Prabir Mukherjee (left) and MS Dhoni were involved in a controversy in 2012 © AFP
Prabir Mukherjee (left) and MS Dhoni were involved in a controversy in 2012 © AFP

Former chief curator of the Cricket Association of Bengal (CAB), Prabir Mukherjee passed away at the age of 86. Mukherjee, who passed away on Tuesday night, was suffering from a liver condition and other age-related problems for some time. He remained in charge of the pitches and the ground at the iconic Eden Gardens in Kolkata for nearly 25 years. Displeased with the way he was treated by CAB on many occasions, Mukherjee’s last wish was not to take his body to the CAB premises for people to pay their last respect, as it was been a tradition in Kolkata’s cricket community for distinguished personalities. Mukherjee had joined CAB after retiring as an accounts officer with the South Eastern Railway. Read: Eden Gardens to have new drinking water vendor from IPL 2017

According to Wisden, a family member informed that the veteran curator was not happy with the way he was treated by CAB. In October, the washed out T20 match between India and South Africa saw CAB bosses laying the blame on Mukherjee.

Mukherjee was caught in a controversy during the India versus England Test in 2012, which the hosts lost by 7 wickets. The curator went against Indian captain MS Dhoni’s demand of a spin-friendly wicket. Mukherjee went against the protocol; spoke at length with the local and national media following which he left for a sick leave in protest. He returned soon, and prepared a track that had some grass and bounce on the opening day. Read – Eden Gardens controversy: Prabir Mukherjee unfazed by N Srinivasan’s comments

He was involved in cricket since 1952, after his days as a football goalkeeper as well as a fast bowler ended in a road accident. He was introduced to pitch-making by former head coach of CAB, Karthik Bose. Mukherjee remained a part of CAB and the manager of Bengal as well as East Zone teams in 1979.
Mukherjee was in charge of the 1987 World Cup final as well as the infamous 1996 World Cup semi-final between India and Sri Lanka.

His body, however, was not taken to Eden Gardens in a departure of the tradition followed in the city’s cricket fraternity to honour his last wish, Pranay said. “He was severely depressed and would tell me the way he was ‘ill-treated’ despite serving 28 years at the Eden. ‘Please never take me there’,” Pranay told PTI.

The veteran curator, who was involved with the Eden Gardens pitch for more than two decades including preparing the wicket for the 1987 World Cup final, had vowed not to return to the stadium after being blamed for the India-South Africa T20 International washout fiasco on October 8, 2015. ALSO READ: Prabir Mukherjee passes away: Twitter reactions

Even more than six hours after it had rained in the afternoon, the CAB groundsmen led by Mukherjee could not get the field ready and the third and final T20 was also called off as South Africa had swept the series 2-0. During that time, Sourav Ganguly was the president-designate of CAB, who had squarely blamed the veteran curator for not covering the entire ground during the afternoon’s showers that left the field soggy. “I never worked for money. I have told them (CAB officials) that I’m not coming back to the Eden again,” the snubbed Mukherjee had said and since then the CAB grounds including that of the Eden was managed by Sujan Mukherjee.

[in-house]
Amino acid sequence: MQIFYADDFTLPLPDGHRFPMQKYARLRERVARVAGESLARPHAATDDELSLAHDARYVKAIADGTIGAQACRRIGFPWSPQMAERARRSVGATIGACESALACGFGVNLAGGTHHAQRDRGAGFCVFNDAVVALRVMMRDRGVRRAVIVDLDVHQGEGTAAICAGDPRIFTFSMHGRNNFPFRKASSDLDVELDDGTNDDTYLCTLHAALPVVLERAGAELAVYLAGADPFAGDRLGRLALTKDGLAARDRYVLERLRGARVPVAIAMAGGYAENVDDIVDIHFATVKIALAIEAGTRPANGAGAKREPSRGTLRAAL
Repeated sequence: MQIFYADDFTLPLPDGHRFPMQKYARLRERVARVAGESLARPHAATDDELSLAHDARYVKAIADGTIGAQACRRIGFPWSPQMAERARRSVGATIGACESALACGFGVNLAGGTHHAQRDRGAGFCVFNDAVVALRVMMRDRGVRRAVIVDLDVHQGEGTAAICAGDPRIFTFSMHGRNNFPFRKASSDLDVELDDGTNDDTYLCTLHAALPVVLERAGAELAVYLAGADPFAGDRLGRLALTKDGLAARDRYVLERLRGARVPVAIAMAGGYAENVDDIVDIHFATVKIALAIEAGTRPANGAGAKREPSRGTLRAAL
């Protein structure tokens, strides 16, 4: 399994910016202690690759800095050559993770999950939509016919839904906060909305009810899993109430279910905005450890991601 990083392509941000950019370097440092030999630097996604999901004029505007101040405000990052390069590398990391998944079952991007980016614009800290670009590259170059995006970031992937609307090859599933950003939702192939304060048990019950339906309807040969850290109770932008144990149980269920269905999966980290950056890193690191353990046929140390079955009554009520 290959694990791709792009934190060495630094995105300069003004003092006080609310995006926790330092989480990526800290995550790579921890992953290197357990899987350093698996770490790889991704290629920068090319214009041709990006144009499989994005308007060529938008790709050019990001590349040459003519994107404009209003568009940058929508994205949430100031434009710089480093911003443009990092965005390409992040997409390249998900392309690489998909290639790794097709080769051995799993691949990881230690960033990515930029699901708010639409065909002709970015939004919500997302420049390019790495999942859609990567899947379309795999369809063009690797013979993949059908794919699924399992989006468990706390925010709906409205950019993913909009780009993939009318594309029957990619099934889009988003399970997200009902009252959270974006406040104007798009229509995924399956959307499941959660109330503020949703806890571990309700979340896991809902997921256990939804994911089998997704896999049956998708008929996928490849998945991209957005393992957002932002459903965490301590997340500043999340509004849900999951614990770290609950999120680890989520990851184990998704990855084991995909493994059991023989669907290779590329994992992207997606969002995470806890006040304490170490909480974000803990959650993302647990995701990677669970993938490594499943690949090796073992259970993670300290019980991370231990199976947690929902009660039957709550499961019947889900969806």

However, the CAB officials including joint secretary Subir Ganguly and treasurer Biswarup Dey visited his residence on Prankrishna Mukherjee road near Tala Bridge and paid their last tributes. In his condolence message, CAB joint secretary Avishek Dalmiya, the BCCI chairman of New Area Development Committee who’s away in Guwahati, said, “Prabirda’s contribution to Bengal cricket has been immense. He was not only involved with the Eden but various grounds across the state loved him a lot. They formed a close team and worked in tandem. He had also offered his serviceS in Dhaka (in 1998). It’s a sad day for Bengal cricket,” Avishek added.

No cricket curator has been in the news like Mukherjee who stood firm on his principles, be it against the most successful Indian skipper Mahendra Singh Dhoni or former English captain-turned-commentator Michael Atherton.

Mukherjee had lost his daughter a few years back and within months his wife passed away but such was his unflinching commitment towards his state association that within days he was back to prepare pitches for the CAB knockout matches.

A fast bowler, who was also a football goalkeeper in the 1940s, Mukherjee became involved with cricket in 1952 after his playing days ended following a road accident. He started out from the Suburban Club before being elected the secretary of Bengal National Railways Club in 1964, CAB veteran and stadium committee chairman Chitrak Mitra recollected.

Kartik Bose, the then chief coach of the CAB, had introduced him to pitch-making as he was in-charge of the 1987 World Cup final wicket. He returned to the Eden after Jagmohan Dalmiya brought him back after the infamous World Cup semifinal in 1996.